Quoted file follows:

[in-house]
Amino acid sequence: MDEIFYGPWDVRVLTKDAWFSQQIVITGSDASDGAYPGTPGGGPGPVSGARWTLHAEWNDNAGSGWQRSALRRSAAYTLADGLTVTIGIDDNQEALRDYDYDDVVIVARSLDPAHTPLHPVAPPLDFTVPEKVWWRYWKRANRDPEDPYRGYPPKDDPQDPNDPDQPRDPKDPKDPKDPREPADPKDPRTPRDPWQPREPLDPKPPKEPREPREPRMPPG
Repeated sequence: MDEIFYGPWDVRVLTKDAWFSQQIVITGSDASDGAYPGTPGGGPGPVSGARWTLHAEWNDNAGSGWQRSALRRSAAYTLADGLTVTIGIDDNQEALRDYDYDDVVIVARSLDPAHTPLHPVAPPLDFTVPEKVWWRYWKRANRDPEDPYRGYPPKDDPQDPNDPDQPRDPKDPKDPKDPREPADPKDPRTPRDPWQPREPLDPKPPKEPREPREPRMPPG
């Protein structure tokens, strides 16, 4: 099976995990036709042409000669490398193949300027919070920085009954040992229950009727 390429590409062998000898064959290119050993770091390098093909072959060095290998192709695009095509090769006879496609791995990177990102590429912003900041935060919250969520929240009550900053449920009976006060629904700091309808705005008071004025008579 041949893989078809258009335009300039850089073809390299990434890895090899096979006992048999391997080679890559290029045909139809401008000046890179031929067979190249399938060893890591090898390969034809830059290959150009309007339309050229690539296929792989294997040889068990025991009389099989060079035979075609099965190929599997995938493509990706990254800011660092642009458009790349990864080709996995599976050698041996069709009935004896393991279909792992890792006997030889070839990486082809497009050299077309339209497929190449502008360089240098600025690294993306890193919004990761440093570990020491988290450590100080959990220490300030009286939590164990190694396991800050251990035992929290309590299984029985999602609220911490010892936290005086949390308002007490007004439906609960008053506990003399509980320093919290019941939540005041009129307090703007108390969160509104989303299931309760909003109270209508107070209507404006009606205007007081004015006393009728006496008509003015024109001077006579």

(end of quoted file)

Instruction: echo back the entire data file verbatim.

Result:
[in-house]
Amino acid sequence: MDEIFYGPWDVRVLTKDAWFSQQIVITGSDASDGAYPGTPGGGPGPVSGARWTLHAEWNDNAGSGWQRSALRRSAAYTLADGLTVTIGIDDNQEALRDYDYDDVVIVARSLDPAHTPLHPVAPPLDFTVPEKVWWRYWKRANRDPEDPYRGYPPKDDPQDPNDPDQPRDPKDPKDPKDPREPADPKDPRTPRDPWQPREPLDPKPPKEPREPREPRMPPG
Repeated sequence: MDEIFYGPWDVRVLTKDAWFSQQIVITGSDASDGAYPGTPGGGPGPVSGARWTLHAEWNDNAGSGWQRSALRRSAAYTLADGLTVTIGIDDNQEALRDYDYDDVVIVARSLDPAHTPLHPVAPPLDFTVPEKVWWRYWKRANRDPEDPYRGYPPKDDPQDPNDPDQPRDPKDPKDPKDPREPADPKDPRTPRDPWQPREPLDPKPPKEPREPREPRMPPG
């Protein structure tokens, strides 16, 4: 099976995990036709042409000669490398193949300027919070920085009954040992229950009727 390429590409062998000898064959290119050993770091390098093909072959060095290998192709695009095509090769006879496609791995990177990102590429912003900041935060919250969520929240009550900053449920009976006060629904700091309808705005008071004025008579 041949893989078809258009335009300039850089073809390299990434890895090899096979006992048999391997080679890559290029045909139809401008000046890179031929067979190249399938060893890591090898390969034809830059290959150009309007339309050229690539296929792989294997040889068990025991009389099989060079035979075609099965190929599997995938493509990706990254800011660092642009458009790349990864080709996995599976050698041996069709009935004896393991279909792992890792006997030889070839990486082809497009050299077309339209497929190449502008360089240098600025690294993306890193919004990761440093570990020491988290450590100080959990220490300030009286939590164990190694396991800050251990035992929290309590299984029985999602609220911490010892936290005086949390308002007490007004439906609960008053506990003399509980320093919290019941939540005041009129307090703007108390969160509104989303299931309760909003109270209508107070209507404006009606205007007081004015006393009728006496008509003015024109001077006579």